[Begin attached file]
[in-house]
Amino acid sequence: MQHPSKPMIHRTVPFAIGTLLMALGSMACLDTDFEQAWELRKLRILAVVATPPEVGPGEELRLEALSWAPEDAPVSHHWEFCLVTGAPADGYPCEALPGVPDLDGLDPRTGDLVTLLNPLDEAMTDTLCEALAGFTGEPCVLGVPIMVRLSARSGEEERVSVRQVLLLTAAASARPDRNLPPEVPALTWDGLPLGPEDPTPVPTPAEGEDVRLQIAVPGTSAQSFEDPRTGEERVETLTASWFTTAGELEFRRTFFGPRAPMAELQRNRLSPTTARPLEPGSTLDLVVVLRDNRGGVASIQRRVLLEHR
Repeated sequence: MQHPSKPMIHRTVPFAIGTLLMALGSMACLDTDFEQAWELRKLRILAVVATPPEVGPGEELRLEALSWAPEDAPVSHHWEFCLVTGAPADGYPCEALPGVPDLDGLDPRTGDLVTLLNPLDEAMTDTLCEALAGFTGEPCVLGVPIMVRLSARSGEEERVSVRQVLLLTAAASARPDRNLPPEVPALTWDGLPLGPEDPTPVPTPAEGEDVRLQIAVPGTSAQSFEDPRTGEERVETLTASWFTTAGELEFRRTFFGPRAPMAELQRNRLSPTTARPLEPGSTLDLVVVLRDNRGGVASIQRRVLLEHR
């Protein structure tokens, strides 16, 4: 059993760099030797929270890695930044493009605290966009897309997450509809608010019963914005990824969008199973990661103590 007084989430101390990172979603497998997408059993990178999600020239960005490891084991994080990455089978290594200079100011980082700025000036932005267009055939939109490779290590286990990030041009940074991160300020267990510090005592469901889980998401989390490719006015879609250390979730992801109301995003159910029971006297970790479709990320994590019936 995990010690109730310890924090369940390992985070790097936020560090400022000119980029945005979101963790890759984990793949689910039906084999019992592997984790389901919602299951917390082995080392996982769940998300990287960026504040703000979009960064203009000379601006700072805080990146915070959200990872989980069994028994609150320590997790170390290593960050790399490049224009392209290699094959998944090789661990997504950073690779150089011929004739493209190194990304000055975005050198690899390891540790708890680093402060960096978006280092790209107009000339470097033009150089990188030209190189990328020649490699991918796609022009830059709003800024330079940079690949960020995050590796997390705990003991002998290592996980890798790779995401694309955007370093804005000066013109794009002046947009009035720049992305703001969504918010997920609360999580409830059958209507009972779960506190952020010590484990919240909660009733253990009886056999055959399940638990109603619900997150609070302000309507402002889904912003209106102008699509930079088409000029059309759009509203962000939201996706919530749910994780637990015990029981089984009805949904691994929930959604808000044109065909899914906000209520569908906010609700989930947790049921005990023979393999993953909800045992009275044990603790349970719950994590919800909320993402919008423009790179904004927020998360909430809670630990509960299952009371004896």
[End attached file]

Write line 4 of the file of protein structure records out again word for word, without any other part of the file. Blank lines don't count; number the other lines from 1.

């Protein structure tokens, strides 16, 4: 059993760099030797929270890695930044493009605290966009897309997450509809608010019963914005990824969008199973990661103590 007084989430101390990172979603497998997408059993990178999600020239960005490891084991994080990455089978290594200079100011980082700025000036932005267009055939939109490779290590286990990030041009940074991160300020267990510090005592469901889980998401989390490719006015879609250390979730992801109301995003159910029971006297970790479709990320994590019936 995990010690109730310890924090369940390992985070790097936020560090400022000119980029945005979101963790890759984990793949689910039906084999019992592997984790389901919602299951917390082995080392996982769940998300990287960026504040703000979009960064203009000379601006700072805080990146915070959200990872989980069994028994609150320590997790170390290593960050790399490049224009392209290699094959998944090789661990997504950073690779150089011929004739493209190194990304000055975005050198690899390891540790708890680093402060960096978006280092790209107009000339470097033009150089990188030209190189990328020649490699991918796609022009830059709003800024330079940079690949960020995050590796997390705990003991002998290592996980890798790779995401694309955007370093804005000066013109794009002046947009009035720049992305703001969504918010997920609360999580409830059958209507009972779960506190952020010590484990919240909660009733253990009886056999055959399940638990109603619900997150609070302000309507402002889904912003209106102008699509930079088409000029059309759009509203962000939201996706919530749910994780637990015990029981089984009805949904691994929930959604808000044109065909899914906000209520569908906010609700989930947790049921005990023979393999993953909800045992009275044990603790349970719950994590919800909320993402919008423009790179904004927020998360909430809670630990509960299952009371004896």